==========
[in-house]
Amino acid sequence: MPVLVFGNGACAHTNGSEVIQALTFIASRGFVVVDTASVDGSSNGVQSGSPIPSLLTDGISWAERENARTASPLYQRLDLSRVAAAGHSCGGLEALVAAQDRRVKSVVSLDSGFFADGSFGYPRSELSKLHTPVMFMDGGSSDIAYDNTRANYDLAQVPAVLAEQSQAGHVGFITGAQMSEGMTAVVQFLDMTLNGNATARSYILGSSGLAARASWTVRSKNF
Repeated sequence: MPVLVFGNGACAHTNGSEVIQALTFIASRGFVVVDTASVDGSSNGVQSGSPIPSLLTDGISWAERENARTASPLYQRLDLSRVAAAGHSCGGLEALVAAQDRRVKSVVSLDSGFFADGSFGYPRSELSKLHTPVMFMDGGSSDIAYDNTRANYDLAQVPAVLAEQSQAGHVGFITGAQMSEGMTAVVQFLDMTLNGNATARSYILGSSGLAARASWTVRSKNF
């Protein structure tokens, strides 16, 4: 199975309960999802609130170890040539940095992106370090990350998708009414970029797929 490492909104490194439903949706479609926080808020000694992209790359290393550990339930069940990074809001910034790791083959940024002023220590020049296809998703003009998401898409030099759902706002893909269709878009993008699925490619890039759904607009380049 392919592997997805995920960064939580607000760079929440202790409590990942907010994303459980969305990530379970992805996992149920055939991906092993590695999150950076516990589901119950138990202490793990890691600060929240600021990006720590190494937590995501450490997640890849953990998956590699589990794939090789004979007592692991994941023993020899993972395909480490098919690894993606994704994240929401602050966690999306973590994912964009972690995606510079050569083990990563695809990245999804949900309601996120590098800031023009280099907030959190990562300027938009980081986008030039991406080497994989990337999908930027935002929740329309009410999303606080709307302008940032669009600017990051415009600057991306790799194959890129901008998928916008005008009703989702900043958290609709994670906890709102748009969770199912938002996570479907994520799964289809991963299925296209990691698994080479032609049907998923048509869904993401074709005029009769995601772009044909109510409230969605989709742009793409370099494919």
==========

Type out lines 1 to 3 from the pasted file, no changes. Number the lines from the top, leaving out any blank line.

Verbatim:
[in-house]
Amino acid sequence: MPVLVFGNGACAHTNGSEVIQALTFIASRGFVVVDTASVDGSSNGVQSGSPIPSLLTDGISWAERENARTASPLYQRLDLSRVAAAGHSCGGLEALVAAQDRRVKSVVSLDSGFFADGSFGYPRSELSKLHTPVMFMDGGSSDIAYDNTRANYDLAQVPAVLAEQSQAGHVGFITGAQMSEGMTAVVQFLDMTLNGNATARSYILGSSGLAARASWTVRSKNF
Repeated sequence: MPVLVFGNGACAHTNGSEVIQALTFIASRGFVVVDTASVDGSSNGVQSGSPIPSLLTDGISWAERENARTASPLYQRLDLSRVAAAGHSCGGLEALVAAQDRRVKSVVSLDSGFFADGSFGYPRSELSKLHTPVMFMDGGSSDIAYDNTRANYDLAQVPAVLAEQSQAGHVGFITGAQMSEGMTAVVQFLDMTLNGNATARSYILGSSGLAARASWTVRSKNF